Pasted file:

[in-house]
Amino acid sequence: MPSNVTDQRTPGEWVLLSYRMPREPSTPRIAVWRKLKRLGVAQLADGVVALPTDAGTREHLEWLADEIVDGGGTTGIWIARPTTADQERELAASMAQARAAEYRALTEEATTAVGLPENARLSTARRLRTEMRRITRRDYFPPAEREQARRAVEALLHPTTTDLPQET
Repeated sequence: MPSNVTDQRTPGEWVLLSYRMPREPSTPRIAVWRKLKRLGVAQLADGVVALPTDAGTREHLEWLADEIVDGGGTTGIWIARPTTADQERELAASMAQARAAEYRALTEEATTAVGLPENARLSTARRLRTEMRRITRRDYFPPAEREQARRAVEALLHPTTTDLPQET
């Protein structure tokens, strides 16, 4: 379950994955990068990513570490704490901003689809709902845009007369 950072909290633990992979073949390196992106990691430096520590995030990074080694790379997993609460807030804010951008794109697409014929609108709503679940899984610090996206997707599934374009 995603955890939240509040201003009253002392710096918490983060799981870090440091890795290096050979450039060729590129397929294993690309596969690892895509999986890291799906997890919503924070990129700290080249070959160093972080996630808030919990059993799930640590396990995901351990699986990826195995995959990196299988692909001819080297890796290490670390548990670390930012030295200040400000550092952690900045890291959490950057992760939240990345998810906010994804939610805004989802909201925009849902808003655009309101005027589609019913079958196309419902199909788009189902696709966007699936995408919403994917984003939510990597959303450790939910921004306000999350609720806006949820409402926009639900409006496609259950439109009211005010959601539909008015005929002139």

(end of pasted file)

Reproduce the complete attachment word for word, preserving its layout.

[in-house]
Amino acid sequence: MPSNVTDQRTPGEWVLLSYRMPREPSTPRIAVWRKLKRLGVAQLADGVVALPTDAGTREHLEWLADEIVDGGGTTGIWIARPTTADQERELAASMAQARAAEYRALTEEATTAVGLPENARLSTARRLRTEMRRITRRDYFPPAEREQARRAVEALLHPTTTDLPQET
Repeated sequence: MPSNVTDQRTPGEWVLLSYRMPREPSTPRIAVWRKLKRLGVAQLADGVVALPTDAGTREHLEWLADEIVDGGGTTGIWIARPTTADQERELAASMAQARAAEYRALTEEATTAVGLPENARLSTARRLRTEMRRITRRDYFPPAEREQARRAVEALLHPTTTDLPQET
């Protein structure tokens, strides 16, 4: 379950994955990068990513570490704490901003689809709902845009007369 950072909290633990992979073949390196992106990691430096520590995030990074080694790379997993609460807030804010951008794109697409014929609108709503679940899984610090996206997707599934374009 995603955890939240509040201003009253002392710096918490983060799981870090440091890795290096050979450039060729590129397929294993690309596969690892895509999986890291799906997890919503924070990129700290080249070959160093972080996630808030919990059993799930640590396990995901351990699986990826195995995959990196299988692909001819080297890796290490670390548990670390930012030295200040400000550092952690900045890291959490950057992760939240990345998810906010994804939610805004989802909201925009849902808003655009309101005027589609019913079958196309419902199909788009189902696709966007699936995408919403994917984003939510990597959303450790939910921004306000999350609720806006949820409402926009639900409006496609259950439109009211005010959601539909008015005929002139």